Flash Trading

>> Wednesday, August 5, 2009

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Yes, I know that most of you haven't heard about this thing they call flash trading because it's quite new, but if you are a stock trader or someone who has been trying to make your fortune out of the stock market, probably you've heard about it. Well, the thing is SEC is moving to ban flash trading. What's in flash trading that makes it worthy of being banned? They say that it's unfair to most traders. In oreder for you to understand what is flash trading and how it is unfair to most traders, here is part of a very good explanation of it from The Washington Post :

Think about it like this: If a share of Stock X moves from $25 to $25.01 and back again to $25 in one second of normal trading, that's only one penny of profit realized during that one second of that stock's life. No human being can or will make money off that.

But a computer program can, if, for instance, it is programmed to buy 300,000 shares of Stock X at $25 and sell it at $25.01, even if that happens over only one second. Then do it again, and again and again, throughout the entire day. You can see how the arbitrage math adds up. Further, high-speed trading puts liquidity in the markets, which is a good thing.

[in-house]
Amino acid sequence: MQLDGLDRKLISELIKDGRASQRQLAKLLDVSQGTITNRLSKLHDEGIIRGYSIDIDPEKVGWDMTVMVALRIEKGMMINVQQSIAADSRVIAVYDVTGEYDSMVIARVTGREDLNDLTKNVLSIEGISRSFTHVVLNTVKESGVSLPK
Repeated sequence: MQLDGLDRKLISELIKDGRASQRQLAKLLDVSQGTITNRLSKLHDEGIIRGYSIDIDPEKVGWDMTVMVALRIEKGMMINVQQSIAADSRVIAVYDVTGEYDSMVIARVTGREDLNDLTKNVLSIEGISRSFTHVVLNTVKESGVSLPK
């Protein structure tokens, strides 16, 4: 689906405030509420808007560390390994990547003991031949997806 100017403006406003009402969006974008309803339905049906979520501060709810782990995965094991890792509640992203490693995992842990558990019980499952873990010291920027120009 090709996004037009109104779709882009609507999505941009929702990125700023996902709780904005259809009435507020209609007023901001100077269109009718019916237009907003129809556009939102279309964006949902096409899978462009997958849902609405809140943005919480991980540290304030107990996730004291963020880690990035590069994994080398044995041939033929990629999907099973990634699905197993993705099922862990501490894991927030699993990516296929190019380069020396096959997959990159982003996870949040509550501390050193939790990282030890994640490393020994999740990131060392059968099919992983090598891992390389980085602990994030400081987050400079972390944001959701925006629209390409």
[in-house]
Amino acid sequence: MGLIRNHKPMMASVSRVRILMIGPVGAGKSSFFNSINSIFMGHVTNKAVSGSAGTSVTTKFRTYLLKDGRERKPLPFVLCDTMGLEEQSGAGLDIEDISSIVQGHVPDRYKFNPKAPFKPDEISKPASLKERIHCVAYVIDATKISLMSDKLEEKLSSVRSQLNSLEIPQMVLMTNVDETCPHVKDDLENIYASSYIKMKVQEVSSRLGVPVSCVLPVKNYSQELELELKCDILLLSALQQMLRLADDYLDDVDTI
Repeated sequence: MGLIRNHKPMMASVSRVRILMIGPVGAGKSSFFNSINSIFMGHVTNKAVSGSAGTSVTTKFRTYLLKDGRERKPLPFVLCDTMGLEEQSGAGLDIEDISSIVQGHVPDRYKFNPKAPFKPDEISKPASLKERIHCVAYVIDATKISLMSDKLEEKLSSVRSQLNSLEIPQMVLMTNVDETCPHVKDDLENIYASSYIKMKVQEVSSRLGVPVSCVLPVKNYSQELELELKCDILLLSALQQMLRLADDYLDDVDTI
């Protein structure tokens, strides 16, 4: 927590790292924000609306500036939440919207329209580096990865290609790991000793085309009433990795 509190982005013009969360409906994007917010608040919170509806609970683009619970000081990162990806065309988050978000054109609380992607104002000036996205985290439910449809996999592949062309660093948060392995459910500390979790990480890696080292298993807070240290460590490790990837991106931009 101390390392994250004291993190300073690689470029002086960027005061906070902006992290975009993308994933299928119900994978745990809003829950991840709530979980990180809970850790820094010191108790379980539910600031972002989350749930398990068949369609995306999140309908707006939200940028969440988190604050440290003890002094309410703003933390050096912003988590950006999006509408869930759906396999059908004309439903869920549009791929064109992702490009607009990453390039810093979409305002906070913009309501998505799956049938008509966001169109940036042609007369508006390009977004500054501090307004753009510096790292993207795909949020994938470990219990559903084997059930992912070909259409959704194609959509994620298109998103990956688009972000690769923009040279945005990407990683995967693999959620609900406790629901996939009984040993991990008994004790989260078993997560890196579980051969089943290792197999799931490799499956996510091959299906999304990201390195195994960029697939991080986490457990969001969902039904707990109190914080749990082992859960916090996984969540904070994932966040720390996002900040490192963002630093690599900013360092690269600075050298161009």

What we're talking about here is special kind of high-frequency trading, called flash trading, and the reason it's on the hot seat is because it may be unfair to all traders.

In flash trading, some members of some exchanges -- including Nasdaq, Direct Edge and BATS -- get a look at buy and sell information a millisecond before it becomes available to the public.

Normally, this wouldn't make any difference. But when you have computers capable of making millions of computations in the span of a millisecond, it could mean millions of dollars.

Anyone can see how this is tacitly unfair: You have to have access to a super-computer to be a flash-trader. If you don't, you're at a disadvantage.


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